If that person becomes a client, their information gets moved to my client book, and their name gets erased from the index in the prospect book. Their business card goes in the front of the client book, and I now use a complete divider section for the client. I still use an index in pencil for the front of the book, but these sections are numbered. I file notes on phone calls, timesheets, contracts, and other documentation in their section. Once the client's job is finished, they migrate to the In Support book.

All the books are labeled and sit in the hutch of my desk.

This works best for people who aren't trying to cold-call every business they've ever contacted -- and people who can remember where they met someone but not their name or business name, although some electronic systems allow you to track when and where you met someone. However, if you are going to cold-call everyone, I'd recommend adding small post-its to your collection. Why add people to an electronic database if they're not interested, and probably will never be interested, in your product? Keep a notepad nearby, a small post-it pad, make the initial call off the business card, and if they're not interested now, put the post-it on the card with the date you called and that they weren't interested. ... or a date they said to call back. You might only manage 10 business cards per sheet, but you could take some notes on paper, fold them up and stick them behind the card in question. Now you can try them again later, but don't have to spend much time on someone who is not making you money.

Another person I know writes the event & date on the cards when she brings them home. She's going to start using my binder system, rather than have the cards in piles, but I like the idea of putting a date on them. I'm not going to, but I like it :)

Even if I had a business card scanner, I would want to hold on to the business cards themselves. I find they give me important clues to who the person is -- the style of card often helps me remember who the person behind the card was. If I only had the information, I might not remember the person. Also it's easier to pass along a business card if you have it than if you scanned it. I have been known to bring the whole business card binder with me to speed networking events.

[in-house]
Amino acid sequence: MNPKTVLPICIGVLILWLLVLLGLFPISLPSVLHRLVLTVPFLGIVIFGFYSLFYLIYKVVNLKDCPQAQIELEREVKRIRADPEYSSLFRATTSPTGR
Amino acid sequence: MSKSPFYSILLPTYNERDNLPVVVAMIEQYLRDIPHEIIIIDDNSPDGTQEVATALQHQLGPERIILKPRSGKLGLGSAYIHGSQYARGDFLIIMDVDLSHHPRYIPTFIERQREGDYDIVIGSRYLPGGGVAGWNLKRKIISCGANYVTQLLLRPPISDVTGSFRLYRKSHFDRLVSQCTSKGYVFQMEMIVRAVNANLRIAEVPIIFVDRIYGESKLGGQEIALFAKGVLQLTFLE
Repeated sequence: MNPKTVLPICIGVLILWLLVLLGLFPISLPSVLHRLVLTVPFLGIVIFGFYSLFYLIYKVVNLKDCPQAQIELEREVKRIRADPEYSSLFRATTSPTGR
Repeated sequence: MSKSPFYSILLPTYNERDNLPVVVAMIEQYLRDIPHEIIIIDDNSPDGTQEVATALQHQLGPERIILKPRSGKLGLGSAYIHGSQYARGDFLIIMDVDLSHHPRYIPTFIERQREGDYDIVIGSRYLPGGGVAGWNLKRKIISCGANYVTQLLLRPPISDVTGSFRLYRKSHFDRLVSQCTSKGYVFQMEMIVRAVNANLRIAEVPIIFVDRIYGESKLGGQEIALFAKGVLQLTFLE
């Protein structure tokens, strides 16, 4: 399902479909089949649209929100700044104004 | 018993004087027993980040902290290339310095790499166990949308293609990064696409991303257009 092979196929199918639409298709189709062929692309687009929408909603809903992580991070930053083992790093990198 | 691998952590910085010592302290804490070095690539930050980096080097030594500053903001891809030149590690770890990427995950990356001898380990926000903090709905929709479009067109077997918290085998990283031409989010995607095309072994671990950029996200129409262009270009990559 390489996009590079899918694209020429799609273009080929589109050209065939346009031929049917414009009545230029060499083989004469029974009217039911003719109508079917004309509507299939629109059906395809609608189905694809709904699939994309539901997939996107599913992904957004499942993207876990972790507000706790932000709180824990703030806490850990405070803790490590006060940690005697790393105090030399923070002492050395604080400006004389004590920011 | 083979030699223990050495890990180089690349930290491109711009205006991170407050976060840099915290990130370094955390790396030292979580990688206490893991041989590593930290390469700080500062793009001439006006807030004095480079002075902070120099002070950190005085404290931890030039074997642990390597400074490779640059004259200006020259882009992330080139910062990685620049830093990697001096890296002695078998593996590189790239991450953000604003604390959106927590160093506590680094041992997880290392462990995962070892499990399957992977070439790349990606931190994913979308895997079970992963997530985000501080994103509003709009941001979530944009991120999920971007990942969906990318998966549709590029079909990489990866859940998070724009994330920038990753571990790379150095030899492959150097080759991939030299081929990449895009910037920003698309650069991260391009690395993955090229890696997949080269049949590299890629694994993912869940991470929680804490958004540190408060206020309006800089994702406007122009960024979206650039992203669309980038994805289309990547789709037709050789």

Now, there are some cards you should not have in this system. These are your preferred vendors, other members of your own referral group, cards from terrific places to bring a client for lunch or dinner, and the people you feel most comfortable referring to others. If you're in a larger organization you might include your colleagues in this category. For these types of cards, I have a small portable business card book, because I'm most likely to need these cards on-hand at any event. I can leave the big binder at the office and bring along my smaller binder.

When buying your supplies, shop local! Please find the nearest mom & pop stationery store and open a business account with them. I use Charles B. Merrill Office Products in Newburgh, NY -- they deliver the next day.

Another thing I do is keep a stack of half-used paper, usually Chamber flyers that were printed only on one side, folded in half. These make great notepaper that I grab when I get a phone call and start taking notes on. Until I know someone is going into a binder, why use the virgin paper? They still fit in the book with 2 holes from a 3-hole-punch. It's a great way to re-use before recycling. With a stick of re-stickable glue, I can quickly make any note into a post-it.

Phew. Good luck!! :)